Oz’ Red Centre
Country: Australia by Lisette
Whoo hoo, I spent ten amazing days in the bush and desert! I had such a great time with newly made friends, learned a lot about Aboriginal culture, smelled and tasted the desert and walked a fair bit. I decided to use Heading Bush for my tour and that was well chosen in hindsight.
It was fun to cook our own food and sleep in a swag under the stars. We had a wonderful guide and a great group of peeps. Soon we adopted ‘Down Under’ as out theme song and wrote the lines on the dusty windows of the 4WD so we could practice during the long hours of covering vast distances.
The tour started in Adelaide and the first part covered Flinders Ranges. This mountain range is gorgeously impressive with numerous rock carving sites. The Adnyamathanha people (meaning “Hill people”) were the inhabitants for tens of thousands of years as cave paintings and other artifacts indicate. Aboriginal legend shares that Flinders Ranges is formed by one of their ancestors, the rainbow serpent. It is believed the giant snakes created Wilpena Pound and the gaping jaws of one of the serpents is impressive. In 2009 the Federal Court recognized that the Adnyamathanha people hold Native Title over much of the Flinders Ranges. For more information about the Native Title Act, see my blog post about the Aboriginal Tent Embassy in Canberra.
The first white people were explorers’ lead by Matthew Flinders in 1802. Since 1845 some people moved here with the first pastoral leases being granted in 1851. To this day, some ruins of sheep farms are found. A little further are small towns Leigh Creek that is mostly famous for its huge open mine for brown coal and Lyndhurst which is known for white, yellow and red ochre used for cave paintings, body paint and ceremonies.
Nearby, “Talking Alf” lives a solitary lifestyle and he claimed to have rewritten the alphabet. Each letter is a symbol and the P is for People of the Sun, meaning the Aboriginal people. Next was the stunning salt water Lake Eyre that was quite empty when we arrived, reminding me of the dry waterfall at Kakadu National Park. It is claimed that Lake Eyre receives millions of liters of water during the rainy season and that it all evaporates in one day! The entire lake only fills up once or twice in a century, but partial flooding happens regularly.
Several times, we’re passing one of the longest structures in the world: dingo or dog fence. It stretches 5,614 kilometres and has stopped many a dingo (which I can vouch for, having seen several rotting bodies) to protect sheep. The fence featured in the movie Rabbit-Proof Fence about the Stolen Generation.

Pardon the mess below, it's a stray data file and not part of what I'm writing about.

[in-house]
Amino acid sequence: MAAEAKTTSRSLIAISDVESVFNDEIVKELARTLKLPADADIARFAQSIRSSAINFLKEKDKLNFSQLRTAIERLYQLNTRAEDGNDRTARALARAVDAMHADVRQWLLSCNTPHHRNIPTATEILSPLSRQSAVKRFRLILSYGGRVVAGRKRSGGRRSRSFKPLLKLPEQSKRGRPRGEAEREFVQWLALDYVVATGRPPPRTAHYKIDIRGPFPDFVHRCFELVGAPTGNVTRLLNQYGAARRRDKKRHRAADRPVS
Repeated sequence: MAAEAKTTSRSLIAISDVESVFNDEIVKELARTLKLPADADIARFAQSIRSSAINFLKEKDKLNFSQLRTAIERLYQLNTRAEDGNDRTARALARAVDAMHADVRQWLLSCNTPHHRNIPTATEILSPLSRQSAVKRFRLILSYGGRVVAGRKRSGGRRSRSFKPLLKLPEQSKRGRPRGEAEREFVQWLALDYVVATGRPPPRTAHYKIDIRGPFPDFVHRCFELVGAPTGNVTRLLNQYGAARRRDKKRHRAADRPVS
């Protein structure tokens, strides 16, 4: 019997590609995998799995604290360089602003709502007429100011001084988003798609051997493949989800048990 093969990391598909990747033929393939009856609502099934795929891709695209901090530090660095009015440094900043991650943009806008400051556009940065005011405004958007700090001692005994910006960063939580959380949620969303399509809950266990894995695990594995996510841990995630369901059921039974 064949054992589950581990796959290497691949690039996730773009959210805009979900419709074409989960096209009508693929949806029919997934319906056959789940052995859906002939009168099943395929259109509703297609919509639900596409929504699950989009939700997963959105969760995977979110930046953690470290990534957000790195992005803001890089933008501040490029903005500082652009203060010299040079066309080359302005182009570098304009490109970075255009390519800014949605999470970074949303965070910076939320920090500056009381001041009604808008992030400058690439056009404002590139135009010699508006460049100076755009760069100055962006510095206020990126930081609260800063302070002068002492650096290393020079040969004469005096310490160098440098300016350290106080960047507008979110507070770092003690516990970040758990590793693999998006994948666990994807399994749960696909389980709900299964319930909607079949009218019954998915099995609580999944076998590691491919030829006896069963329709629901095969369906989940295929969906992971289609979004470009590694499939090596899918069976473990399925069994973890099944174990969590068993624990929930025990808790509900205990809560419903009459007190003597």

As I wrote in an earlier blog post, the sad similarities between the Stolen Generation in Australia and the Residential Schools in Canada shocked me. May reconciliation efforts continue to take place in both countries. The Native Title Act may not be perfect, yet it seems Canada’s officials could learn a great deal from the effort to work together with the Assembly of First Nations.
What was almost too good to be true was driving through Painted Desert. The scenery is so beautiful and stunning that it took our breath away at times. Wikipedia told me it is created over 80 million years and that the effects of erosion on the residue and the leaching of minerals in the soil are the reason the desert has a multitude of colours today.
I loved the short time we spent in Marree where an Aboriginal Elder set up a cultural centre and museum, Arabunna Centre. This link provides several educational videos. This wonderful man has collected hundreds of unique photos throughout the past and his knowledge is vast. He was very eager to share information and encourage questions, so I and a few others kept asking him more and more for a couple of hours. Of course, us not being of Aboriginal descent and me being a female meant not all questions were answered, but he certainly tried to share a lot of knowledge within the boundaries of his culture.
On the way to our next stop, Coober Pedy, we saw a small flock of emus running away from us! We tried to chase them with the van for a little bit! Coober Pedy is nicknamed the Opal Town of South Australia but I disliked it a lot. There were too many tourists and prices were soaring high. Besides, I had learned enough about opals in White Cliffs.